Is Counting Calories the Key to Weight Loss?

Kroger RD Amelia Noel Contributor to

by | Updated: March 28th, 2019 | Read time: 4 minutes

Calories always seem to be demonized or to carry a negative connotation. When you say the word “calories” to someone, their body language tends to show cringing or tension, as though it’s something that would cause harm or pain.

The word “calories,” and its meaning, needs to be rethought. We need to begin thinking of calories for what they are, which is a measurement of energy. For example: “This food provides me with X number of calories to wash my car, play with my kids or to make dinner.”

Does Calorie Counting Work for Weight Loss Exemplified by Food Journal at Place Setting on White Table |

Why calories are important

When food is eaten, it’s broken down into energy in the body. If too much food is eaten, or excessive energy is consumed, some will be stored for later, resulting in weight gain. When fewer calories are consumed than the amount of energy needed for the body, weight loss occurs.

A common misconception is that if you cut calories, you’ll lose weight. This isn’t always the case, as it is possible to eat too few calories. Eating fewer calories than your body needs can cause your body to go into “starvation mode.” When this happens, the body thinks there isn’t enough food available, and what food is consumed is stored as fat for energy use later. It’s important to make sure that the right number of calories are being consumed to reach your health goals.

Remember, it’s not only the quantity of calories that counts but also the quality of calories. You can eat 150 calories of potatoes (about 1 small potato), which will provide fiber and potassium and is low in fat. Or you can eat 150 calories of potato chips (about 1 serving), which provides no fiber and is high in sodium and fat. While the number of calories you consume is important, it’s also important to make sure the source of the calories is quality. Excellent examples of high-quality foods include fruits, vegetables, beans, whole grains and lean protein.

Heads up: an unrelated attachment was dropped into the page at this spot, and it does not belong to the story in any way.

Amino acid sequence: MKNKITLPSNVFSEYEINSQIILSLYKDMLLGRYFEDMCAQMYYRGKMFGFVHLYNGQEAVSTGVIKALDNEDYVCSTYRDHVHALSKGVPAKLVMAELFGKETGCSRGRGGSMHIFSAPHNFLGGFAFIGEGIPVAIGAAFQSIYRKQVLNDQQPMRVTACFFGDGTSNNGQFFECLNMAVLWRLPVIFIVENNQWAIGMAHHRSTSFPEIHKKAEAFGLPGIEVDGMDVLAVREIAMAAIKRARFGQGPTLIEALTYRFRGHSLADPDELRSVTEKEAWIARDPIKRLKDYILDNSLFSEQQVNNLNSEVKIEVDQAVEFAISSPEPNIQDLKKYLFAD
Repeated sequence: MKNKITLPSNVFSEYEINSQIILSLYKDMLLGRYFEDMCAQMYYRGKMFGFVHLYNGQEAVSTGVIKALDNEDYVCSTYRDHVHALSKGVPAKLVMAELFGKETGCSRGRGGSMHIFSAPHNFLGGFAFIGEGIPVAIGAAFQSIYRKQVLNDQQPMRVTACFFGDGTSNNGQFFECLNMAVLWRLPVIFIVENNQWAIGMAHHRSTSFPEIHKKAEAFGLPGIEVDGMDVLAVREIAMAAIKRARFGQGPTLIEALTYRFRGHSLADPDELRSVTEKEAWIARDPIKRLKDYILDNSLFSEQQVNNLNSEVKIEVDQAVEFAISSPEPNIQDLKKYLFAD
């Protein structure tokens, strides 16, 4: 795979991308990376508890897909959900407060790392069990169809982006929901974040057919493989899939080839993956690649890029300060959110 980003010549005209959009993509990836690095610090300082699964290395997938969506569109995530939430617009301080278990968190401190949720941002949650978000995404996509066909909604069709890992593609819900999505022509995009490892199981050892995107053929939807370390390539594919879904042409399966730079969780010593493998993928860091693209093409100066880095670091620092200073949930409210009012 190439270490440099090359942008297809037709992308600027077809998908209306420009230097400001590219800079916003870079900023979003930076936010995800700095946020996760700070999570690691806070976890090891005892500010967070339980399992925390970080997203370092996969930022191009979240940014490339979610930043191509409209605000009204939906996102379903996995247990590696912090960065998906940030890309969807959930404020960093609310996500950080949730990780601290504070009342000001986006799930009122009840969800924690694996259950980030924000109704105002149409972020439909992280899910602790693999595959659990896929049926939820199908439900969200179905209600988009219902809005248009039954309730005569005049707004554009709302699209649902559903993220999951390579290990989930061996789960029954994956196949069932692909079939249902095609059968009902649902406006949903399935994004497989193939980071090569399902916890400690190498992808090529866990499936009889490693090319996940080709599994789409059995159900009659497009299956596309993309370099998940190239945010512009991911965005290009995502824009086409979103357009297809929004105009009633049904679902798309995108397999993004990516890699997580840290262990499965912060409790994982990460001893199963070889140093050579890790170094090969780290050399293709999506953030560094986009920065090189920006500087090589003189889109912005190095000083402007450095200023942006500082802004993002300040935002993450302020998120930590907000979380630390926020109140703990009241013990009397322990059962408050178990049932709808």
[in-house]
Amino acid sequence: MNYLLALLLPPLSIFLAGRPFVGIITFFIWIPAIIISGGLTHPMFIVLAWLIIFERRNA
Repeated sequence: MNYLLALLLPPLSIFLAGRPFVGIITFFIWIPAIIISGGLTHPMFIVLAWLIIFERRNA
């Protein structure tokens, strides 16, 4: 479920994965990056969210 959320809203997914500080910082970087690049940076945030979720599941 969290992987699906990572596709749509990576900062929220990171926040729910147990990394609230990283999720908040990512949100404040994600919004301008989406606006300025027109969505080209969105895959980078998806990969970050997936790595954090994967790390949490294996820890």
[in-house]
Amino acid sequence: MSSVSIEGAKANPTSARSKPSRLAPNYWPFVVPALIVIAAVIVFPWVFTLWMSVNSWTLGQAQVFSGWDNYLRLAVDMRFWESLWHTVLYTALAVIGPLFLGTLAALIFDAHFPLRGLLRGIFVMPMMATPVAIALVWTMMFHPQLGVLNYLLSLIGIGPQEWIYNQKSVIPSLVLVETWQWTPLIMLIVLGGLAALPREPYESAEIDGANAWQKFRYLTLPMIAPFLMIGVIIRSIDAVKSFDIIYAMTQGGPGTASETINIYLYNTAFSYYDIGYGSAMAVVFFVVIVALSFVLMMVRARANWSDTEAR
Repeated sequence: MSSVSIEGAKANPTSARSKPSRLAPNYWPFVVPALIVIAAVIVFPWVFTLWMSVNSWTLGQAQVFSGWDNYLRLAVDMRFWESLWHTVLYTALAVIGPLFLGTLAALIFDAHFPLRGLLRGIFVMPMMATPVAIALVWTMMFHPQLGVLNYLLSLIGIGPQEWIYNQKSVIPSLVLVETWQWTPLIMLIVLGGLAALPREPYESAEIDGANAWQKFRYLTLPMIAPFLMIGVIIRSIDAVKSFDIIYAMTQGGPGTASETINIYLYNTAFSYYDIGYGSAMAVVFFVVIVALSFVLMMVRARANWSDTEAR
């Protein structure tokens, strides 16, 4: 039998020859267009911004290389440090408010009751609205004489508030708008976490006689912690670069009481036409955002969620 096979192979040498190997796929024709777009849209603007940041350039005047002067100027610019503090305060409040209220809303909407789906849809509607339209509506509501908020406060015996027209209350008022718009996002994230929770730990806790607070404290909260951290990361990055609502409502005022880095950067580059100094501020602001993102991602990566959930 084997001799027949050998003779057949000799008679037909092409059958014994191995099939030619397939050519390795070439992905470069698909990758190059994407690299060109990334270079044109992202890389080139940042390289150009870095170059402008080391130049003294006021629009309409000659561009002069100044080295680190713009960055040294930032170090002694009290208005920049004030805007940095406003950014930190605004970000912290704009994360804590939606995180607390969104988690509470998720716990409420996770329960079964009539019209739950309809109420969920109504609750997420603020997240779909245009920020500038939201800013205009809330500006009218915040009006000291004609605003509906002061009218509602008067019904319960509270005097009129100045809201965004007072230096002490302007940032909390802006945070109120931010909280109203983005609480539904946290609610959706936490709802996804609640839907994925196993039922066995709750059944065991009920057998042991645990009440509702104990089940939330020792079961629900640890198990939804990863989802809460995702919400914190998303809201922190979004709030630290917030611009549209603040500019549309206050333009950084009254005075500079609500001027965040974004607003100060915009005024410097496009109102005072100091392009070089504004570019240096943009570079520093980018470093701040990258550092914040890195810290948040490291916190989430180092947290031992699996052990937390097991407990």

How does calorie counting work?

So why do people count calories? Some do it to make sure they’re staying within their normal consumption levels for the day, and not overeating. Some do it with weight loss, or another nutrition goal, in mind. And others do it simply to have an idea of what they’re eating for self-awareness purposes. The act of counting calories can be used to help you stay accountable when it comes to food choices, or to help you reach certain goals (when done properly).

How do you know how many calories you need per day? There are several different factors to consider when calculating caloric need: gender, age, weight, height, activity level, as well as nutrition goals (weight loss, muscle gain, etc.). It’s best to work with a registered dietitian to discuss your nutrition and energy needs and to figure out the best range to focus on.

If you’re interested in losing weight, one to two pounds per week is considered a safe rate of weight loss, which would be a minimum deficit of 500 calories per day through food and/or exercise. This is something best discussed with a registered dietitian in order to individualize your energy needs and plan for your nutrition goals.  

Your calorie-counting plan

When you know how many calories per day are needed to meet your goals, there are a few different ways to go about counting. You can use an app such as My Fitness Pal, Lose It!, or Spark People.

Or you can do it the old-fashioned way by manually keeping track of your food intake. This can be done by keeping a food log either on paper or digitally and totaling up the calories consumed for the day.

Whichever method you choose, all food and beverages need to be logged. It’s tempting to not include the “bad” foods you eat, or to “fudge” serving sizes. If you aren’t accurate, however, you’re not only going to have inaccurate totals, you might start developing a negative relationship with food! Even small bites of food should be counted. Be honest with yourself for the best results.

Keep in mind: counting calories is that is not an exact science. The goal is to be within a certain calorie range for one’s body; but, remember, the number will vary slightly from day to day.

Calorie counting is a tool that can help with a weight-loss or health journey. It’s not something that needs to be done forever, but until your  goals are reached or you have a better understanding of the foods you eat. It’s about making better, not perfect, decisions, and taking it one day at a time.